Killer of Sheep
Charles Burnett’s first feature went virtually unseen before it was enshrined in the National Film Registry by the US Library of Congress in 1989, but his UCLA graduation film is a singular accomplishment. Of course that singularity is a question of representation, but Burnett’s movie is distinguished by its aesthetic choices as well as its blue collar African-American milieu.
The biblical-sounding title refers to Stan’s job in an abattoir – the best he can do to keep clean and look after his family. The sad truth is that this grim line of work is on a par with the hopelessness that makes up the rest of the daily grind in South Central. For better or worse, he has a job. If Stan seems numbed, Burnett’s monochrome compositions are anything but; passionate etchings from lived experience. It’s like watching a living photographic exhibition. More than anything the soundtrack rights kept the movie out of sight, but these songs speak volumes: Paul Robeson, Dinah Washington, Little Walter. It may sound strange to suggest it, but the closest approximation may be the early films of British filmmaker Terence Davies, which similarly infuse scenes of poverty and struggle with hymnal transcendence.
Rightfully considered a key work of the L.A. Rebellion film movement and the sort of debut movie that invites comparisons to A Love Supreme and Leaves of Grass as much as other ’70s stories of scraping by. The family at the center of this free-flowing, lyrical en extremis drama are struggling in a city that still feels like its vibrating from past civil unrest, and the movie doubles nicely as a snapshot of a Southern California neighborhood at a certain time and a certain social intersection. But it’s also a work of extreme American beauty.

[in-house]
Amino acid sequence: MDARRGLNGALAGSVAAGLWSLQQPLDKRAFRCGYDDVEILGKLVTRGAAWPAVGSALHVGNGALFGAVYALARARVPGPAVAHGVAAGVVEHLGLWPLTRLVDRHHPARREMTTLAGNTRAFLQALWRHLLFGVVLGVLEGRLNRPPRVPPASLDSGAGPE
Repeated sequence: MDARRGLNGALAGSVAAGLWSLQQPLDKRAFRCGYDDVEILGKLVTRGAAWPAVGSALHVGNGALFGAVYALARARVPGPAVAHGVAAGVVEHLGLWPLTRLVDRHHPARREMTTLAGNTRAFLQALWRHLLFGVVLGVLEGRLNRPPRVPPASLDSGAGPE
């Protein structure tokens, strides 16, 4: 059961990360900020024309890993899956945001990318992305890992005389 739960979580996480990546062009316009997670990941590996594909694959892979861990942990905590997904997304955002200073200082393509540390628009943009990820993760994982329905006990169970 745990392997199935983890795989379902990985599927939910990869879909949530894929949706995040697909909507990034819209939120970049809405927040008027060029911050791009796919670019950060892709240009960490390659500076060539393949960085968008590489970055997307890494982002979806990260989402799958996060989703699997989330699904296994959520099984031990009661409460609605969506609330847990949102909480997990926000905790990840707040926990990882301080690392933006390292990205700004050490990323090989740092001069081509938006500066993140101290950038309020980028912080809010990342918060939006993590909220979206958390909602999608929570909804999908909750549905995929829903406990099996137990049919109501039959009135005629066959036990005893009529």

David Fear, Rolling Stone
Burnett is one of film’s poets. His extraordinary lyric gifts and strikingly humanistic imagery are abundantly present [in Killer of Sheep]. It shouldn’t be missed… A flat-out treasure, impervious to time.
Jay Carr, The Boston Globe
Burnett has a wonderful eye, and his ability to create harmonious compositions from the free-form chaos of the streets brings to mind the work of photographers like Helen Levitt and Robert Frank, best known for his collection The Americans. He operated the 16-millimeter camera himself, edited the black-and-white images into a visual poem and added the ballads, the jazz and the moody blues that seep into your head like smoke. The result is an American masterpiece, independent to the bone.
Manohla Dargis, New York Times
August 31 only: Introduction from UBC educator William Brown
Henry Gayle Sanders, Kaycee Moore, Charles Bracy, Angela Burnett
FIPRESCI Prize, Berlin 1981